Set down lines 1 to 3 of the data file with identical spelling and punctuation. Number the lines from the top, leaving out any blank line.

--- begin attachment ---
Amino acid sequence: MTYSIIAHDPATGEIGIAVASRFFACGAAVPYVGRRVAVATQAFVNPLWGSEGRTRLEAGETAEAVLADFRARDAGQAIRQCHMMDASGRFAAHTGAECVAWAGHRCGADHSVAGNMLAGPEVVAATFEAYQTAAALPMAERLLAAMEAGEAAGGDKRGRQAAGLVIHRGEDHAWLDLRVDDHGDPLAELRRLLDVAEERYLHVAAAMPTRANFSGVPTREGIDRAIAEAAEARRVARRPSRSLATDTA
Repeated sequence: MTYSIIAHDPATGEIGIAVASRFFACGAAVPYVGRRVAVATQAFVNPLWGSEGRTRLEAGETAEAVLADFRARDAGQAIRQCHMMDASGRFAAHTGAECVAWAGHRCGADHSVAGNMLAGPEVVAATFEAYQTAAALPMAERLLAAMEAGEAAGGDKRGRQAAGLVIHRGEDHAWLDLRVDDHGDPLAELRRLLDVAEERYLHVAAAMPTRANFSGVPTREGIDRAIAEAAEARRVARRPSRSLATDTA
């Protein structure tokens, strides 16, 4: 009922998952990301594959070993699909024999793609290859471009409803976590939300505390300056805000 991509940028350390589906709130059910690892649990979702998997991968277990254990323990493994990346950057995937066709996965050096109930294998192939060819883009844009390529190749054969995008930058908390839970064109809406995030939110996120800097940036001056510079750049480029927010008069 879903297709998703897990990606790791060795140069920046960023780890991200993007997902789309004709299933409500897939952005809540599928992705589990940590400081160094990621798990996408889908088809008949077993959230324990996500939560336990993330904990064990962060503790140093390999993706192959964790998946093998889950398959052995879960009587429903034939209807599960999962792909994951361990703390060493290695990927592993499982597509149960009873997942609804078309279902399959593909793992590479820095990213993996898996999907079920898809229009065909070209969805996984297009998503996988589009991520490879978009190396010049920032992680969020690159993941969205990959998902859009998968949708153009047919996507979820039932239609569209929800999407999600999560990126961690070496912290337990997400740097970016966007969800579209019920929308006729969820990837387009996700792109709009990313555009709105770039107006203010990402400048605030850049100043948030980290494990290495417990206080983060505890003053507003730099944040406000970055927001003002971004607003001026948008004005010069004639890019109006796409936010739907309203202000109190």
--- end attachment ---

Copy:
Amino acid sequence: MTYSIIAHDPATGEIGIAVASRFFACGAAVPYVGRRVAVATQAFVNPLWGSEGRTRLEAGETAEAVLADFRARDAGQAIRQCHMMDASGRFAAHTGAECVAWAGHRCGADHSVAGNMLAGPEVVAATFEAYQTAAALPMAERLLAAMEAGEAAGGDKRGRQAAGLVIHRGEDHAWLDLRVDDHGDPLAELRRLLDVAEERYLHVAAAMPTRANFSGVPTREGIDRAIAEAAEARRVARRPSRSLATDTA
Repeated sequence: MTYSIIAHDPATGEIGIAVASRFFACGAAVPYVGRRVAVATQAFVNPLWGSEGRTRLEAGETAEAVLADFRARDAGQAIRQCHMMDASGRFAAHTGAECVAWAGHRCGADHSVAGNMLAGPEVVAATFEAYQTAAALPMAERLLAAMEAGEAAGGDKRGRQAAGLVIHRGEDHAWLDLRVDDHGDPLAELRRLLDVAEERYLHVAAAMPTRANFSGVPTREGIDRAIAEAAEARRVARRPSRSLATDTA
């Protein structure tokens, strides 16, 4: 009922998952990301594959070993699909024999793609290859471009409803976590939300505390300056805000 991509940028350390589906709130059910690892649990979702998997991968277990254990323990493994990346950057995937066709996965050096109930294998192939060819883009844009390529190749054969995008930058908390839970064109809406995030939110996120800097940036001056510079750049480029927010008069 879903297709998703897990990606790791060795140069920046960023780890991200993007997902789309004709299933409500897939952005809540599928992705589990940590400081160094990621798990996408889908088809008949077993959230324990996500939560336990993330904990064990962060503790140093390999993706192959964790998946093998889950398959052995879960009587429903034939209807599960999962792909994951361990703390060493290695990927592993499982597509149960009873997942609804078309279902399959593909793992590479820095990213993996898996999907079920898809229009065909070209969805996984297009998503996988589009991520490879978009190396010049920032992680969020690159993941969205990959998902859009998968949708153009047919996507979820039932239609569209929800999407999600999560990126961690070496912290337990997400740097970016966007969800579209019920929308006729969820990837387009996700792109709009990313555009709105770039107006203010990402400048605030850049100043948030980290494990290495417990206080983060505890003053507003730099944040406000970055927001003002971004607003001026948008004005010069004639890019109006796409936010739907309203202000109190």